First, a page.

Friday, December 7, 2012

... which is night, which is starlight, which is silence ...

From the NASA Space Advent Calendar which is HERE.

The full beauty of the Cat's Eye Nebula (NGC 6543), seen in a detailed view from Hubble's Advanced Camera for Surveys (ACS), showing a bull's eye pattern of eleven or even more concentric rings, or shells, around the Cat's Eye. Each 'ring' is actually the edge of a spherical bubble seen projected onto the sky -- that's why it appears bright along its outer edge. Observations suggest the star ejected its mass in a series of pulses at 1,500-year intervals. These convulsions created dust shells, each of which contain as much mass as all of the planets in our solar system combined (still only one percent of the Sun's mass). These concentric shells make a layered, onion-skin structure around the dying star. The view from Hubble is like seeing an onion cut in half, where each skin layer is discernible.
(NASA, ESA, HEIC, and The Hubble Heritage Team, STScI/AURA)
When the angel spoke, God awoke in the heart of this girl of Nazareth and moved within her like a giant. He stirred and opened His eyes and her soul and she saw that, in containing Him, she contained the world besides.
The Annunciation was not so much a vision as an earthquake in which God moved the universe and unsettled the spheres, and the beginning and the end of all things came before her in her deepest heart.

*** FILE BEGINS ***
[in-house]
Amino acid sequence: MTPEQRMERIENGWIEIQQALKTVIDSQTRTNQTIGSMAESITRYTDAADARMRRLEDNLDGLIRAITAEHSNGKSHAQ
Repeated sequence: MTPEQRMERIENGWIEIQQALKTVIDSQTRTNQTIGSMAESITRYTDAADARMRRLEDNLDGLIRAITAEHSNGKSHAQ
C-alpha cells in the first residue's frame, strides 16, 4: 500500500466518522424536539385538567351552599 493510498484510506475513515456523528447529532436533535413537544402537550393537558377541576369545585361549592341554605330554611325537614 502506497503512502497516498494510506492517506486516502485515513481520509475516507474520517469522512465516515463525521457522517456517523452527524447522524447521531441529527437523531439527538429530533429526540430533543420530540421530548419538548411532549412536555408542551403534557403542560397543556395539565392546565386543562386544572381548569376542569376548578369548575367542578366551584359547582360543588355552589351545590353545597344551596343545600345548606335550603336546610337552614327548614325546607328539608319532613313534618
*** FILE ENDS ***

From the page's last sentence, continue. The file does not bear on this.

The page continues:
And far beneath the movement of this silent cataclysm Mary slept in the infinite tranquility of God, and God was a child curled up who slept in her and her veins were flooded with His wisdom which is night, which is starlight, which is silence.
And her whole being was embraced in Him whom she embraced and they became tremendous silence.
-- Thomas Merton, The Ascent to Truth (Harcourt, Brace & Co., 1951, p 317)


  1. Such beauty. Such mystery. This reminds me of the opening of Augustine's Confessions where Augustine wonders at the mystery of God dwelling in us in his fullness, yet that same God containing the entire cosmos.

    I usually read your posts without comment, but this one is so beautiful I just had to comment so as to share in such a beautiful wonderous Truth which is beyond comprehension.

  2. Thanks Beth....this one reminded me of Robert Lax poem "Morning"

    In the beginning (in the beginning of time to say the least) there were the compasses. Whirling in void their feet traced out beginnings and endings, beginning and end in a single line. Wisdom danced also in circles for these were her kingdom. The sun spun, worlds whirled, the seasons came round, and all things went their rounds; but in the beginning, beginning and end were in one.

    And in the beginning was love. Love made a sphere, and all things grew within it. The sphere then encompassed beginnings and endings, beginning and end. Love had a compass whose whirling dance traced out a sphere of love in the void; in the center thereof rose a fountain.

    1. Thanks, Deborah, for the Lax poem. Merton and Lax were on the same wave length!